Looking ahead to the second day of competition in the Georgian capital and we find the first of only 4 Japanese entries and the only one competing on day 2, Soichi Hashimoto. He sits at the top of the -73 kg draw sheet awaiting his start to the bidding, with either Khalidad (UKR) or Hamad (KSA) to meet him in round two.
2023 Masters champion Soichi Hashimoto (JPN).

At 32 years old, Hashimoto is among the oldest judoka in play in Tbilisi but with that comes an incredible record and a bank of experience that any opposition will struggle to overcome in their given 4 minutes of challenge time. He has 5 world medals including 3 finals and has in fact only not medalled twice at the worlds! Perhaps 21 year old Sherov (TJK) can give him a run for his money in the preliminaries or might the Japanese world champion have to wait until the final block to be pushed?

Sherov (TJK) not afraid of throwing Japanese opponents - here, fighting for junior world bronze, 2023.

Going somewhat out on a limb, it could be suggested that energetic first year senior from the States, Jack Yonezuka, could be a contender for the medals. He’s participated in 16 grand slams without claiming silverware but in Linz just two weeks ago he took his first World Judo Tour medal and at most events someone has been beaten by him, often on the ground. He has exquisite ne-waza which is developing and diversifying all the time and at some point he’s going to pounce on to the top spot at a grand slam. Why not Tbilisi? Why not now? Well, maybe Shavdatuashvili and his 3 Olympic medals will block him as they do share one quarter of the draw and Lasha is at home. The Georgian veteran and the American rookie would make a fun quarter-final match, that’s for sure.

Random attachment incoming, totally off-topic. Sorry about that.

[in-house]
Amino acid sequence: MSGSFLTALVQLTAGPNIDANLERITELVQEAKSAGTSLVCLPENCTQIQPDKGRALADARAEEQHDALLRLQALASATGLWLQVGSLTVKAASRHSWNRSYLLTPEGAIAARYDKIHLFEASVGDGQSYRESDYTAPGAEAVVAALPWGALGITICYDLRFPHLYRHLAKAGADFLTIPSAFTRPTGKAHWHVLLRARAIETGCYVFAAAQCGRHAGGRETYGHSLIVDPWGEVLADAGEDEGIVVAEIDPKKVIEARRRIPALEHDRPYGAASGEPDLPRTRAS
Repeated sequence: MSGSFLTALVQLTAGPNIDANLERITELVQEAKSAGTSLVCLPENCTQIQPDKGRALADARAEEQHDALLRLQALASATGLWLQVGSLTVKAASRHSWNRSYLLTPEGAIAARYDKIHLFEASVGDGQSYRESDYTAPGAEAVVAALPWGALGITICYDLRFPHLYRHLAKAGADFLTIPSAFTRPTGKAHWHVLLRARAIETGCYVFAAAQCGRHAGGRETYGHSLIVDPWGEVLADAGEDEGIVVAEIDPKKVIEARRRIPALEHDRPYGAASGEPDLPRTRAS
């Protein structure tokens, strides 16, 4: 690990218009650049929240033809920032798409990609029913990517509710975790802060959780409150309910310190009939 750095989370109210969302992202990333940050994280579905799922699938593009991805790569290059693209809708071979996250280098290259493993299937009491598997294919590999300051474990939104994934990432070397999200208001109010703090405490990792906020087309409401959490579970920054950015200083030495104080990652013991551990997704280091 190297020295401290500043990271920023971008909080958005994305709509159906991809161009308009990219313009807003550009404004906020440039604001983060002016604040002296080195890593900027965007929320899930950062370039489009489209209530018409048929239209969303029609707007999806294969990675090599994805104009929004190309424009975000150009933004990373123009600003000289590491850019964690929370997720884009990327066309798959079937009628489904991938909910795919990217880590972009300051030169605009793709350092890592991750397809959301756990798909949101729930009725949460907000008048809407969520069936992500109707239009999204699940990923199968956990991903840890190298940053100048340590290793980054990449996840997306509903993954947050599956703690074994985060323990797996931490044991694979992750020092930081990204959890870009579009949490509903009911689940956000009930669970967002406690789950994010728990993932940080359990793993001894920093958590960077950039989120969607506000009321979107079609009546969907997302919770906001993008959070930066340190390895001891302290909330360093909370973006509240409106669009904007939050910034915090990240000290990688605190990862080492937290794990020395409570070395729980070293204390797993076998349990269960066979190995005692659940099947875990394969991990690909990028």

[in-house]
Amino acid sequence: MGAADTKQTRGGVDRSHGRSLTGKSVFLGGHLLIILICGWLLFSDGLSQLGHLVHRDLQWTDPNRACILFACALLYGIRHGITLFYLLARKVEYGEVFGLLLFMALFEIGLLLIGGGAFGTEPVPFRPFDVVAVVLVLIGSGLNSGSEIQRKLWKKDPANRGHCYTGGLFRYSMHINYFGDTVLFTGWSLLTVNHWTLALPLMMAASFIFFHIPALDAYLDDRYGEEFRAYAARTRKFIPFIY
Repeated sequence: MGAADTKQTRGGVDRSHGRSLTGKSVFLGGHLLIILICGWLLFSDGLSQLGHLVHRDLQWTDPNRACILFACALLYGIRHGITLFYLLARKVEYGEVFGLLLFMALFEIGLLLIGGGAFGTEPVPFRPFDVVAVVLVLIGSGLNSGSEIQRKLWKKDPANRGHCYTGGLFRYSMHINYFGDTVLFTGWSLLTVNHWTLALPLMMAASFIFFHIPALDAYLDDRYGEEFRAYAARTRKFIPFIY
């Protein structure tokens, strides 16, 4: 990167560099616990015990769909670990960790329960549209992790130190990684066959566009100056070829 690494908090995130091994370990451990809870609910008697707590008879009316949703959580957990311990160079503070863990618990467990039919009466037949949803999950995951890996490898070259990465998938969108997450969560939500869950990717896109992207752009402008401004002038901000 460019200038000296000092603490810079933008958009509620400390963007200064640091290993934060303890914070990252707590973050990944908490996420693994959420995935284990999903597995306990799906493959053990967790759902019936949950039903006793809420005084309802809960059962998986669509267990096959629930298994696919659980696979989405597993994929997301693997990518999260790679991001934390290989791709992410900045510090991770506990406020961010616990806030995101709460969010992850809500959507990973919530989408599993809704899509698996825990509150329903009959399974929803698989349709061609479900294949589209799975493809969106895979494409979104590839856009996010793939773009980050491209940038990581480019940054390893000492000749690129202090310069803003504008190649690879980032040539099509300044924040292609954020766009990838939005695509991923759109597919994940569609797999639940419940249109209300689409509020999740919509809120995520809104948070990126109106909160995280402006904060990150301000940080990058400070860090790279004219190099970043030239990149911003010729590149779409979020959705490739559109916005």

Yonezuka (USA), happy to reach the Upper Austria Grand Prix podium this year.

Of course, there are 4 categories on day 2, -81 kg, -63 kg and -70 kg joining the -73 kg men. Each weight offers excitement and each offers interest. At -63 kg, for example, 21 year old Joanne Van Lieshout (NED), seeded 5th, will be keen to show what she can really do. In Paris this February she came very close to doing the unthinkable, pushing 6 time world champion Clarisse Agbegnenou (FRA) right to the edge of possibility, forcing the Frenchwoman to draw on everything in her arsenal to avoid a shock defeat on home soil. Van Lieshout ended that day in 5th place, a disappointing end to an immense day’s judo. However, she’s turning into something of an exemplar in many ways. She is double junior world champion and already has a senior bronze. She’s currently in a top 8 position in the Olympic qualification campaign and she now medals more often than she doesn’t! There is no Clarisse in Georgia. Can Van Lieshout deal with the rest?

Van Lieshout's semi-final in Paris.

These questions will be answered just hours from now. Follow all four weight categories, the prediction league and the special end-of-day Golden Score show on JudoTV.com.

See also